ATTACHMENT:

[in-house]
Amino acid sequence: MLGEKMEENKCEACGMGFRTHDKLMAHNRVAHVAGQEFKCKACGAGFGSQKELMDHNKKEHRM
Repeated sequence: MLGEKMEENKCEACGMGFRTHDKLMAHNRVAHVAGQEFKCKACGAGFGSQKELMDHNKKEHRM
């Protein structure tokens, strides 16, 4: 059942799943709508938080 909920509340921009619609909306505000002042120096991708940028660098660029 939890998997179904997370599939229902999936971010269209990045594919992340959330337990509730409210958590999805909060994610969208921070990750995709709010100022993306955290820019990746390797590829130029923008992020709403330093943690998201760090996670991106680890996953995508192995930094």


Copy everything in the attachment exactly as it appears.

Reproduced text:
[in-house]
Amino acid sequence: MLGEKMEENKCEACGMGFRTHDKLMAHNRVAHVAGQEFKCKACGAGFGSQKELMDHNKKEHRM
Repeated sequence: MLGEKMEENKCEACGMGFRTHDKLMAHNRVAHVAGQEFKCKACGAGFGSQKELMDHNKKEHRM
């Protein structure tokens, strides 16, 4: 059942799943709508938080 909920509340921009619609909306505000002042120096991708940028660098660029 939890998997179904997370599939229902999936971010269209990045594919992340959330337990509730409210958590999805909060994610969208921070990750995709709010100022993306955290820019990746390797590829130029923008992020709403330093943690998201760090996670991106680890996953995508192995930094």